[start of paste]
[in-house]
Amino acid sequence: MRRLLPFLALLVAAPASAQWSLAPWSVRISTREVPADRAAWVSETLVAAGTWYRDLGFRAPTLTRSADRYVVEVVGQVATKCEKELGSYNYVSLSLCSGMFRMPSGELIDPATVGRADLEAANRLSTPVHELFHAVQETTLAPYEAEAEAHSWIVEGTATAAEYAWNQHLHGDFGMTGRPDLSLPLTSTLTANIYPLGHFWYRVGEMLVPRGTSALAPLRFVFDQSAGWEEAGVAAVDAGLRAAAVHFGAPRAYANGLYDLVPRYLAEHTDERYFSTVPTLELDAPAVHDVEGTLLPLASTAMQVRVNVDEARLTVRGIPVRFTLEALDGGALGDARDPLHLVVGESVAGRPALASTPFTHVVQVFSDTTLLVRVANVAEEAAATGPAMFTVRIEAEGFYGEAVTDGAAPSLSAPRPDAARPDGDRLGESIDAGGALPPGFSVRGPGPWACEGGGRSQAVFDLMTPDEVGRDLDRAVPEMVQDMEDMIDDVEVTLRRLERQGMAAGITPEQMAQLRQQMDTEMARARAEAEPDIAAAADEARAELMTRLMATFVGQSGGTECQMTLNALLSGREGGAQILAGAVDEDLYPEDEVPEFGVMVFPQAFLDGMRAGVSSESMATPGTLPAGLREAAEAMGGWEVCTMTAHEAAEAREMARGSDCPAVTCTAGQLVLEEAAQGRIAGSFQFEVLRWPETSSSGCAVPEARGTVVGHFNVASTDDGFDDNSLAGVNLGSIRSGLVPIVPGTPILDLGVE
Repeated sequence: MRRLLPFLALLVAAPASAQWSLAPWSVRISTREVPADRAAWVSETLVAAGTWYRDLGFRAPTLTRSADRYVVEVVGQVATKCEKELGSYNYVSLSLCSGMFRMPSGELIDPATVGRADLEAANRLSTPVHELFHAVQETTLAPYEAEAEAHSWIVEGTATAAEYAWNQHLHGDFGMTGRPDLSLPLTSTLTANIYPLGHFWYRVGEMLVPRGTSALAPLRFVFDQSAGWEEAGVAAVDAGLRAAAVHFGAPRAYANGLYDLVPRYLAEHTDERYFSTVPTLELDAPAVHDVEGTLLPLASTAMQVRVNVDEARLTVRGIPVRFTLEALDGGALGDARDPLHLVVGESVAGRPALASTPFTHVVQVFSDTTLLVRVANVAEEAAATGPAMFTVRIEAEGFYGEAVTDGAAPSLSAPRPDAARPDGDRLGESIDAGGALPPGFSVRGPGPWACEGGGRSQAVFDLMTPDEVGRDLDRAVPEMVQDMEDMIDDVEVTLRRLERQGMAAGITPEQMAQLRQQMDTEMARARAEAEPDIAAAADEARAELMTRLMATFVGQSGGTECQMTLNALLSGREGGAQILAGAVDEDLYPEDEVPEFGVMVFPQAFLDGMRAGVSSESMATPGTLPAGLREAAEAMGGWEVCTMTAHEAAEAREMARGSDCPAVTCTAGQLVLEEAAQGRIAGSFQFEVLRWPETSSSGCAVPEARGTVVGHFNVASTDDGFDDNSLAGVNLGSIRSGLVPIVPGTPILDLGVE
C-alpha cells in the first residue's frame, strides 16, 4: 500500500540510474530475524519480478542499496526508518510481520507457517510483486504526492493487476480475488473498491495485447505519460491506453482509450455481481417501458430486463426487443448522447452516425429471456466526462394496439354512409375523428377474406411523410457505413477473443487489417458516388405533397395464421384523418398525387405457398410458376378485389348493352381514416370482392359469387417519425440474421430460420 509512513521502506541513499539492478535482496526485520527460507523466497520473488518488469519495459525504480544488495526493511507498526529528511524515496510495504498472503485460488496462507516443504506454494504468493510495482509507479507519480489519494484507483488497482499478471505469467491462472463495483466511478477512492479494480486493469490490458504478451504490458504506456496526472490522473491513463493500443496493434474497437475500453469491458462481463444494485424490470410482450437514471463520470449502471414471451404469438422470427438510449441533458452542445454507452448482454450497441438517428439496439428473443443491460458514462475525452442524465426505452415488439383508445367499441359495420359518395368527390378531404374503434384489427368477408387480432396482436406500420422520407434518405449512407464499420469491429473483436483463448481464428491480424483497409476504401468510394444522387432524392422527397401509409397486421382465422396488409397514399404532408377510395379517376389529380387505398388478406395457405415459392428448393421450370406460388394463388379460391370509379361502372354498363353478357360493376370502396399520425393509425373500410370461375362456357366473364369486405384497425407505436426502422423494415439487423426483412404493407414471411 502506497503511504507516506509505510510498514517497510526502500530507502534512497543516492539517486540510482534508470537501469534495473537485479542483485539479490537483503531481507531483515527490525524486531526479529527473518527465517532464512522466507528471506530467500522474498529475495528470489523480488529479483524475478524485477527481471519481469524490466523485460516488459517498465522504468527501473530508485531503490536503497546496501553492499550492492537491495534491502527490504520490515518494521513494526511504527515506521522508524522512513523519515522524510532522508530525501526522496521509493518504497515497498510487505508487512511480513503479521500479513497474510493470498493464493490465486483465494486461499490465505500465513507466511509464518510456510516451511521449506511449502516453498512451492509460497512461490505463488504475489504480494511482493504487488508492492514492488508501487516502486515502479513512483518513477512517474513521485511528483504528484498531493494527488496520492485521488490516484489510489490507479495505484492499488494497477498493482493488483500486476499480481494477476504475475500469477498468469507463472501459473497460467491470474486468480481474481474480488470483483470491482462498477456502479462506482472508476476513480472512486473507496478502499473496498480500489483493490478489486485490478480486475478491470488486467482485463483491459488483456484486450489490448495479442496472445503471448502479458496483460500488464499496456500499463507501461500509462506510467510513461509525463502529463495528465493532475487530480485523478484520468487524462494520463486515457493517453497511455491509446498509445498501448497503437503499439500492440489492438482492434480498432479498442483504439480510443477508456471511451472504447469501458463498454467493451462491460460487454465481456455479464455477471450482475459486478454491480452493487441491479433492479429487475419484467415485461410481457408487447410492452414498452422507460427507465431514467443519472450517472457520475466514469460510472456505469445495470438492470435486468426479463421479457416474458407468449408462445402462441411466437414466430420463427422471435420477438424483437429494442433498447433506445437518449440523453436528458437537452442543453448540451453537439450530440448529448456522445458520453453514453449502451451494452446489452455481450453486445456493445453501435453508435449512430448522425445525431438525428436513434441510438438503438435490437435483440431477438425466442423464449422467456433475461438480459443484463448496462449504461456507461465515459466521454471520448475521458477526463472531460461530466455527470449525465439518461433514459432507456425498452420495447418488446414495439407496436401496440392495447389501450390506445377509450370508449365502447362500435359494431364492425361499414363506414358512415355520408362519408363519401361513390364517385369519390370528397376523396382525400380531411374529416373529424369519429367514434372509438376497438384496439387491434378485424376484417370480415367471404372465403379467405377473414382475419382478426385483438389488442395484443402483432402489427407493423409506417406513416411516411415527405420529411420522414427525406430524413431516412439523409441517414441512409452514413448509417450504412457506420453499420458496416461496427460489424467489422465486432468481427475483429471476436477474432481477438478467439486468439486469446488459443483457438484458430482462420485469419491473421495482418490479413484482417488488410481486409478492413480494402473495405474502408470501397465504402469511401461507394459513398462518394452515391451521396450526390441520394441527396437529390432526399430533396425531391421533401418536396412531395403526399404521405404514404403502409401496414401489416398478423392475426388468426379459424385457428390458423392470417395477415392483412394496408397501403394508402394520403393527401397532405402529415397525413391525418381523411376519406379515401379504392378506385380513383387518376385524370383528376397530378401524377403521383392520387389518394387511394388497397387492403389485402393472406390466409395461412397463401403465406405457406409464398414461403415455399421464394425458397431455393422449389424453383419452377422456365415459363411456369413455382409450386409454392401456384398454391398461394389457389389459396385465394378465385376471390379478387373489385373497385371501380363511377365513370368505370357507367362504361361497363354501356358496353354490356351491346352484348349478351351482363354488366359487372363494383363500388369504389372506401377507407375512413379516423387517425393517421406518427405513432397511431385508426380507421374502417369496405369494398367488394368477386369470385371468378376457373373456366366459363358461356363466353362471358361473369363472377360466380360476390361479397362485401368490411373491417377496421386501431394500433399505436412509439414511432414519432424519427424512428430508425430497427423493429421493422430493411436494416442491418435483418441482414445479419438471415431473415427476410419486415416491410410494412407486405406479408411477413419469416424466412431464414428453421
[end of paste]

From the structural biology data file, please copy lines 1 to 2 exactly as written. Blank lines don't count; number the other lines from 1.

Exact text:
[in-house]
Amino acid sequence: MRRLLPFLALLVAAPASAQWSLAPWSVRISTREVPADRAAWVSETLVAAGTWYRDLGFRAPTLTRSADRYVVEVVGQVATKCEKELGSYNYVSLSLCSGMFRMPSGELIDPATVGRADLEAANRLSTPVHELFHAVQETTLAPYEAEAEAHSWIVEGTATAAEYAWNQHLHGDFGMTGRPDLSLPLTSTLTANIYPLGHFWYRVGEMLVPRGTSALAPLRFVFDQSAGWEEAGVAAVDAGLRAAAVHFGAPRAYANGLYDLVPRYLAEHTDERYFSTVPTLELDAPAVHDVEGTLLPLASTAMQVRVNVDEARLTVRGIPVRFTLEALDGGALGDARDPLHLVVGESVAGRPALASTPFTHVVQVFSDTTLLVRVANVAEEAAATGPAMFTVRIEAEGFYGEAVTDGAAPSLSAPRPDAARPDGDRLGESIDAGGALPPGFSVRGPGPWACEGGGRSQAVFDLMTPDEVGRDLDRAVPEMVQDMEDMIDDVEVTLRRLERQGMAAGITPEQMAQLRQQMDTEMARARAEAEPDIAAAADEARAELMTRLMATFVGQSGGTECQMTLNALLSGREGGAQILAGAVDEDLYPEDEVPEFGVMVFPQAFLDGMRAGVSSESMATPGTLPAGLREAAEAMGGWEVCTMTAHEAAEAREMARGSDCPAVTCTAGQLVLEEAAQGRIAGSFQFEVLRWPETSSSGCAVPEARGTVVGHFNVASTDDGFDDNSLAGVNLGSIRSGLVPIVPGTPILDLGVE